But I also can appreciate the feeling that there is somebody outside who is "thinking of me."

Now it's MY Turn.

Thursday, November 3, 2011

HOW I Serve and Support My Current Life Theme of Emotional Isolation

Just the other day, I realized that a major life theme running through my life right now is "finding a home - a center" and "building connections with those people" who energetically center me.

After years of building roots in Israel, I found myself suddenly "uprooted," when we came back to the States in 2007. As two professionals, we experienced the "brain drain" and needed to leave.

It took me four years of living in the States to get to the point where I felt safe enough to reconnect with like-minded people, who have diverse backgrounds, think in diverse ways. Facebook is a good place to start - only it is hard to ascertain who is real and who isn't. Our busy world doesn't allow for much more than casual conversation than that that often comes across as "impersonal" because it's so "virtual."

Once I started writing about this emotional disconnect and loneliness as I found myself trying to find a "center" again after living so many years on a beautiful kibbutz where I had everything including a support system, I realized it was time to "heal" myself in ways I had never even considered.

What's working right now in my life to support this need to build "a healing center in a world of diversity?

Diversity at the core of its universal meaning, is a beautiful and wondrous thing - language, culture, mentalities, traditions, values, attitudes. In Israel, this concept played out wonderfully. Because I was unique and special as an Anglo Saxon immigrant, I was able to bring something unique to the cultural and linguistic rural landscape of the Upper Galilee. For example, I taught English to Israeli schoolchildren and university students.

As one who is deeply drawn to the diversity of this world, I found it threatening and sometimes still do when I came back full-circle to my US roots as a mom and a wife. How could I build a support system in a community of people I hardly even know? How can I trust a complete stranger? How do I get out of my comfort zone - taking into account that on a kibbutz, you don't have to venture beyond the 360 degree radius; work to school was a 1 kilometer bike ride away, and visiting my parents were a mere 30 minutes drive away down a comforting and familiar road - in-laws were another hour.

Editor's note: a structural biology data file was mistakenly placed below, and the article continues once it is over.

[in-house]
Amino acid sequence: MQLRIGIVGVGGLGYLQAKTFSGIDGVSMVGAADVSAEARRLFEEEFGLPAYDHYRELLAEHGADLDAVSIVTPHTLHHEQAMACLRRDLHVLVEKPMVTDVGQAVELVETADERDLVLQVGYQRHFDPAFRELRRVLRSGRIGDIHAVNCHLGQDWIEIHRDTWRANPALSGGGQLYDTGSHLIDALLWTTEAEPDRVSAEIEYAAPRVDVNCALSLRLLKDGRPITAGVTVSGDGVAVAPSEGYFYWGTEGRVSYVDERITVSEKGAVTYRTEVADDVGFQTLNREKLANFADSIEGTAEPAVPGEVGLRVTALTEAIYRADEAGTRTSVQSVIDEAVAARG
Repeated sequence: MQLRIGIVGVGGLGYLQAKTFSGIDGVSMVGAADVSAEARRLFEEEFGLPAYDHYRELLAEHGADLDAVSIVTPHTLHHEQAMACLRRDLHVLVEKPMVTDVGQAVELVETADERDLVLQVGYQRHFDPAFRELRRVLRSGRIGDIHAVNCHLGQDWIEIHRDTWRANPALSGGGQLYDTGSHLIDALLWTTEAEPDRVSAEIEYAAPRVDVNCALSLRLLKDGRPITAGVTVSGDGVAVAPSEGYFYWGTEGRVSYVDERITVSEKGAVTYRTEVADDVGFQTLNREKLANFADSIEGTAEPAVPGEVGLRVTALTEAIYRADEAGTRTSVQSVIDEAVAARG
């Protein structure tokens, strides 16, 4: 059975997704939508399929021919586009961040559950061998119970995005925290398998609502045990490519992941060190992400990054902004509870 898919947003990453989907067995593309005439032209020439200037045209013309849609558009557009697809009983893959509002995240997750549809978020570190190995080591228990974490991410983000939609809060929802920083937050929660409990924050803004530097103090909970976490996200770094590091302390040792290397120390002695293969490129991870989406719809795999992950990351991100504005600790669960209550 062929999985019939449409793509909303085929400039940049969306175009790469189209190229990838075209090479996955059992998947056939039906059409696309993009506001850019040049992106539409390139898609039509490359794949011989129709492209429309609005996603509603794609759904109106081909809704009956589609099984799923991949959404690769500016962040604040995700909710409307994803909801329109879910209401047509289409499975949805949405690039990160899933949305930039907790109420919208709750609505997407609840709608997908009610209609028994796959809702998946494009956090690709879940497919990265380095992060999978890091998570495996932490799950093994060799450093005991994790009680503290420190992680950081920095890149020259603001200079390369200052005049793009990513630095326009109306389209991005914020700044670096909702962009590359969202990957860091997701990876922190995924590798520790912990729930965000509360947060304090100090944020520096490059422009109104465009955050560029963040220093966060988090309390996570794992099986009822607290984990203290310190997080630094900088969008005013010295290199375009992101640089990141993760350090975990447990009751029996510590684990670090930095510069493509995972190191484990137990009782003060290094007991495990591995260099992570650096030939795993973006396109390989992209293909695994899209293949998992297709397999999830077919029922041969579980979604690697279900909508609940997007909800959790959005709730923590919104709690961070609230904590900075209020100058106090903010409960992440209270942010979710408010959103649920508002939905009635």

I started to write "meaningful stories" that started as "rambles" and "observation snippets" about things that were working in my life. If I went on a Pittsburgh city bus for example and I was feeling isolated and lonely, I would describe how the bus experience felt. I'd observe the faces, what struck me about lonely and isolating in that moment of time. Over time, this way of recording experiences first as a ramble and then in a more organized form, helped me overcome the silence and isolation.

Through writing, I felt more connected.

Through meditation, I felt more connected.

By becoming a part of Christine Kloser's Author Mastermind Program, I found my tribe.

All these "pieces" when together, helped me find my own voice in a world of diversity.

Through writing, I was able to poinpoint also what areas of my thinking and feeling were keeping me "stuck."

Writing these stories not only gave me greater clarity, but also allowed me to FEEL the transition and vision. What is still needed in order to serve my vision? (support it)?